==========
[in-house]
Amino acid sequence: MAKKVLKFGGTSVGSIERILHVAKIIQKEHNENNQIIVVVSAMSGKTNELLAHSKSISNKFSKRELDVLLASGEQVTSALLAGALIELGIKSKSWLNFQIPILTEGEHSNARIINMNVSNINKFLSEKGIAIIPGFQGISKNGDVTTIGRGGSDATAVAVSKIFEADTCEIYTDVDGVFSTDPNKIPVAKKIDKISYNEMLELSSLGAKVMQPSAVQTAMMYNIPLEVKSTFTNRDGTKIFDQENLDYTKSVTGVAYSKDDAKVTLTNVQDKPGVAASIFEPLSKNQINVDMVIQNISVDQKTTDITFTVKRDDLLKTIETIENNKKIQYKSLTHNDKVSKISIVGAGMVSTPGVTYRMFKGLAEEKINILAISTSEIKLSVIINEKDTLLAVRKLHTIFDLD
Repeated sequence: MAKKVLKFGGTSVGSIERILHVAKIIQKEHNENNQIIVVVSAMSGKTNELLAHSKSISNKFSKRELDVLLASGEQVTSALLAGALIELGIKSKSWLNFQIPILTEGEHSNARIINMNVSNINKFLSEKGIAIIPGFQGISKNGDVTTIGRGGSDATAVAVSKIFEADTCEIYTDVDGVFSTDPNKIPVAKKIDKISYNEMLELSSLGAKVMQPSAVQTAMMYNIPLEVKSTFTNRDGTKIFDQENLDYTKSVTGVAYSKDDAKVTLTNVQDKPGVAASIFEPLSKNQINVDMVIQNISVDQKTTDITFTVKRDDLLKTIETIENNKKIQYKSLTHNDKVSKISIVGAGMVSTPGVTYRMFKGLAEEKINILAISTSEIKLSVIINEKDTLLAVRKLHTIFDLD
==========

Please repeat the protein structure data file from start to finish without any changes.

[in-house]
Amino acid sequence: MAKKVLKFGGTSVGSIERILHVAKIIQKEHNENNQIIVVVSAMSGKTNELLAHSKSISNKFSKRELDVLLASGEQVTSALLAGALIELGIKSKSWLNFQIPILTEGEHSNARIINMNVSNINKFLSEKGIAIIPGFQGISKNGDVTTIGRGGSDATAVAVSKIFEADTCEIYTDVDGVFSTDPNKIPVAKKIDKISYNEMLELSSLGAKVMQPSAVQTAMMYNIPLEVKSTFTNRDGTKIFDQENLDYTKSVTGVAYSKDDAKVTLTNVQDKPGVAASIFEPLSKNQINVDMVIQNISVDQKTTDITFTVKRDDLLKTIETIENNKKIQYKSLTHNDKVSKISIVGAGMVSTPGVTYRMFKGLAEEKINILAISTSEIKLSVIINEKDTLLAVRKLHTIFDLD
Repeated sequence: MAKKVLKFGGTSVGSIERILHVAKIIQKEHNENNQIIVVVSAMSGKTNELLAHSKSISNKFSKRELDVLLASGEQVTSALLAGALIELGIKSKSWLNFQIPILTEGEHSNARIINMNVSNINKFLSEKGIAIIPGFQGISKNGDVTTIGRGGSDATAVAVSKIFEADTCEIYTDVDGVFSTDPNKIPVAKKIDKISYNEMLELSSLGAKVMQPSAVQTAMMYNIPLEVKSTFTNRDGTKIFDQENLDYTKSVTGVAYSKDDAKVTLTNVQDKPGVAASIFEPLSKNQINVDMVIQNISVDQKTTDITFTVKRDDLLKTIETIENNKKIQYKSLTHNDKVSKISIVGAGMVSTPGVTYRMFKGLAEEKINILAISTSEIKLSVIINEKDTLLAVRKLHTIFDLD